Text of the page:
A Jewish Outsider in Paris.

AuthorSiegel, Robert

I have been thinking about Marcel Proust and the Jews. Several weeks ago, in the doldrums of the second winter of my retirement, the memory of a friend's question about my plans to keep myself occupied, a question perhaps posed half-facetiously considering the cliche it contained--did I have a plan, such as reading Proust?--came to mind and suddenly struck me as the kind of plan for which winters in retirement are most suitable, and it inspired me to plot my mental escape from that dark and unusually damp season into Belle Epoque France (roughly the period between the end of the Franco-Prussian War in 1871 and the outbreak of World War I in 1914), 4,000-plus pages of it, rendered in Marcel Proust's prose, which very often consists of sentences packed with similes and digressions within digressions, sentences typically running longer than even this one. So here I am, roughly midway through the seven-volume novel whose title is now translated as In Search of Lost Time (as of this writing I am in volume four, Sodom and Gomorrah), having prolonged the experience by reading books about Proust while advancing through his magnum opus.

The narrator of Lost Time is a writer, also named Marcel, whose author makes some critical distinctions between his fictional protagonist and himself. Although Proust was baptized, his mother was Jewish, born into the Weil family of bankers; the Marcel of the novels has no Jewish parent. Proust was gay (to use his preferred word, he was "an invert"); Marcel seems to be one of the few major characters in the novel who is not. Like the real-life Proust, Marcel the fictional adolescent and young adult is a social climber of Himalayan ambition. Having wormed his way into the salons, dinners and galas of the titled aristocracy of Paris, he makes the disappointing observation that, for all their beauty and pedigree, they are a dim lot and narrow-minded to boot.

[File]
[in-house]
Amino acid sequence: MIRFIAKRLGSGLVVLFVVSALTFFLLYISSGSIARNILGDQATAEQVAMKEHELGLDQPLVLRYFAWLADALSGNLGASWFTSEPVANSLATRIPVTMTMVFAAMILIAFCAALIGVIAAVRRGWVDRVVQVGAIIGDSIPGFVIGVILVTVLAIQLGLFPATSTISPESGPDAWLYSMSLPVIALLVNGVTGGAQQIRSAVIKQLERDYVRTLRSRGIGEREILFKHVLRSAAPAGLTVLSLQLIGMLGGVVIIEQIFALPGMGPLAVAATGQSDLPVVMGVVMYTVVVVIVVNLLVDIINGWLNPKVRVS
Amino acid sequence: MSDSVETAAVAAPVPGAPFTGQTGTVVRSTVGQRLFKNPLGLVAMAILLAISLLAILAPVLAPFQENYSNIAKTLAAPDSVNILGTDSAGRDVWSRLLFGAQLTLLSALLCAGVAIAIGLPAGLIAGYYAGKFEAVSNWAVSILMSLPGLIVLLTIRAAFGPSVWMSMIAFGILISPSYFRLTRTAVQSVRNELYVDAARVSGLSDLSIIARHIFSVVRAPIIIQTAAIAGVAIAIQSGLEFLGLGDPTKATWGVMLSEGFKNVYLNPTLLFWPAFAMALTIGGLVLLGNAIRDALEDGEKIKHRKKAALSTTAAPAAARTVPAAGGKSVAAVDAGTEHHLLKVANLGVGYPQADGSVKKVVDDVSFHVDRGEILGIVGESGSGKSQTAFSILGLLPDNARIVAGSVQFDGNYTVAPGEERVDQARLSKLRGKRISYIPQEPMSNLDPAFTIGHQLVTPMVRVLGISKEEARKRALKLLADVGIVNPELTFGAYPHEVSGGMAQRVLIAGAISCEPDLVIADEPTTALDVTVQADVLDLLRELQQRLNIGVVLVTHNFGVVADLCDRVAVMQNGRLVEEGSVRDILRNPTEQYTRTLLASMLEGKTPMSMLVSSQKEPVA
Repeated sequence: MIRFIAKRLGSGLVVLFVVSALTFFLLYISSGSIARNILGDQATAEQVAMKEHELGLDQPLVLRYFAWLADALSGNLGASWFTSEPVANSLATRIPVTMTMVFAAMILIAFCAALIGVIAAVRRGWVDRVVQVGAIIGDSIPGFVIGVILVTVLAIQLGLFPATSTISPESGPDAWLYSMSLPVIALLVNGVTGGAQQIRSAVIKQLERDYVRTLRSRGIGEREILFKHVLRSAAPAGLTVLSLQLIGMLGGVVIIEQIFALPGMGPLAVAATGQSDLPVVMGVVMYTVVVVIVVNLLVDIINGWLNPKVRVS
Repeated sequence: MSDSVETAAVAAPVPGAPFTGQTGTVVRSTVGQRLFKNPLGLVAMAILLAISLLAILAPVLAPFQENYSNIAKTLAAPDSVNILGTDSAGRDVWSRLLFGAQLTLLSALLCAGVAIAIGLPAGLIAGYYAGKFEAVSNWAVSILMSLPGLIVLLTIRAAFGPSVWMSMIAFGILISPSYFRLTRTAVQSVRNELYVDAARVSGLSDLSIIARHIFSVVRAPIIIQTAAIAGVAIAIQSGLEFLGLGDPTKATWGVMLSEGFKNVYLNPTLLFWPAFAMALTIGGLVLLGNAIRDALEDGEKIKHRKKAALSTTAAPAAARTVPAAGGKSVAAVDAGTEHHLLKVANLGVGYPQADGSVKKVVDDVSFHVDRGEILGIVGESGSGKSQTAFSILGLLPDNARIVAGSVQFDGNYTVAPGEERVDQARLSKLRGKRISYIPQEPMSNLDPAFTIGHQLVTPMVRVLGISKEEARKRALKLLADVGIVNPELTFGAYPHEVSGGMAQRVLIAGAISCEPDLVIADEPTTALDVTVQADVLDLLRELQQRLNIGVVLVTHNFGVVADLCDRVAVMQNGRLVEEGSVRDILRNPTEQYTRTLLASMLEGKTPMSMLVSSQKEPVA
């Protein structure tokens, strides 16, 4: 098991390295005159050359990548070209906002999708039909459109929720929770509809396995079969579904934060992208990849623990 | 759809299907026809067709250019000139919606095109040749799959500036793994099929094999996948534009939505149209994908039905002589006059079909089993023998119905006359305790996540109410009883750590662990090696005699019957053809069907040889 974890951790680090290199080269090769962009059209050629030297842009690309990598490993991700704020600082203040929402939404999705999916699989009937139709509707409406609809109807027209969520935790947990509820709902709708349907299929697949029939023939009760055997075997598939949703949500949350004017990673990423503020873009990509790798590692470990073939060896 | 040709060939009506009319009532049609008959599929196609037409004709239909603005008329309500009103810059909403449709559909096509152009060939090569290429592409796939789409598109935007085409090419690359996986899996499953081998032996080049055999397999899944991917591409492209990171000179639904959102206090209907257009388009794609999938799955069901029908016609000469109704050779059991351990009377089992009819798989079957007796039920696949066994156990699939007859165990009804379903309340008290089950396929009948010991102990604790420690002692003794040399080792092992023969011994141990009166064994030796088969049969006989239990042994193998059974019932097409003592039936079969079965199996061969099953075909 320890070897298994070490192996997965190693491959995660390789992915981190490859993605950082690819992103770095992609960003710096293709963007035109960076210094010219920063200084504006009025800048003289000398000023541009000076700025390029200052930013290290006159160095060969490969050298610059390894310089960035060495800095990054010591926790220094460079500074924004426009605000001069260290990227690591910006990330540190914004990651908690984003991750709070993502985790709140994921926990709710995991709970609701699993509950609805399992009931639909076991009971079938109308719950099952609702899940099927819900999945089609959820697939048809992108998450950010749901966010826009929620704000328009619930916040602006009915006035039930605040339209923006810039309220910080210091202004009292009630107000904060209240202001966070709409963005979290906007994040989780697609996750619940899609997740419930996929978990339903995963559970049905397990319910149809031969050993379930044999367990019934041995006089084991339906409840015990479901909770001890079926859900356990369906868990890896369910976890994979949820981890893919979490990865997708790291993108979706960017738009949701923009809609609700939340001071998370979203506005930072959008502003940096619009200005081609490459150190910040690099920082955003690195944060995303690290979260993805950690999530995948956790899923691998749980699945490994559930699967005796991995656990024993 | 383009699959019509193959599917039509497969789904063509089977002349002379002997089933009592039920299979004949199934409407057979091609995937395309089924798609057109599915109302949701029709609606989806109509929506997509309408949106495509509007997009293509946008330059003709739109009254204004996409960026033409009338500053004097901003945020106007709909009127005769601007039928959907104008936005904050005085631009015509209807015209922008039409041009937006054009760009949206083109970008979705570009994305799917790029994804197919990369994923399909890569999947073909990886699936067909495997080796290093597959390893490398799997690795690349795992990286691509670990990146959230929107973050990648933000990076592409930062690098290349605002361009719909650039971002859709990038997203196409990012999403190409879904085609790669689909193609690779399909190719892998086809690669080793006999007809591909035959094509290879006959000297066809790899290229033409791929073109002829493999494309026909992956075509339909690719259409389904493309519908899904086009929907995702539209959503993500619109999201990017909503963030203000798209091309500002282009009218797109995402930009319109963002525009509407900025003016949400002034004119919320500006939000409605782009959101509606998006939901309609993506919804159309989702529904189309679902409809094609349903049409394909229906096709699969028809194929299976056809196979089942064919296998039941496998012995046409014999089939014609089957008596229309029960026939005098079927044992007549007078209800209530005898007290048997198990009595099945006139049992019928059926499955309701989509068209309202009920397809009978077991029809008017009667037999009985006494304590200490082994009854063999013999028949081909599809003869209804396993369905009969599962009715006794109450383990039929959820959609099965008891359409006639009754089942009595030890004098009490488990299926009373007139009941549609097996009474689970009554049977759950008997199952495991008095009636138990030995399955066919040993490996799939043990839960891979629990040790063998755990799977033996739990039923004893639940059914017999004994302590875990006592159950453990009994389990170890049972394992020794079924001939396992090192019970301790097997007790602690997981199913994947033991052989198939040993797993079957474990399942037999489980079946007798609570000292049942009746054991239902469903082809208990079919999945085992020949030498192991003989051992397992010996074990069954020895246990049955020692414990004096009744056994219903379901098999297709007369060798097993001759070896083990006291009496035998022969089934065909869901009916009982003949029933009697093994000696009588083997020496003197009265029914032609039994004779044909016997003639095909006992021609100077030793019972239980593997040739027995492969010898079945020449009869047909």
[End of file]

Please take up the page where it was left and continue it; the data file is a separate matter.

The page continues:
Which brings us to the Jews. In the village where young Marcel's family spent summer vacations, they would walk in either of two directions, one toward the castle of the noble Guennantes family, the other past the country home of a family friend named Charles Swann. (Swann's Way is the title of the novel's first volume; The Guermantes Way is the third.) The Guermantes way was the way of the ancient, crumbling but still glamorous social order of the aristocracy, the France of knights-in-armor and bad days at the guillotine. Swann's way was the way of recently...

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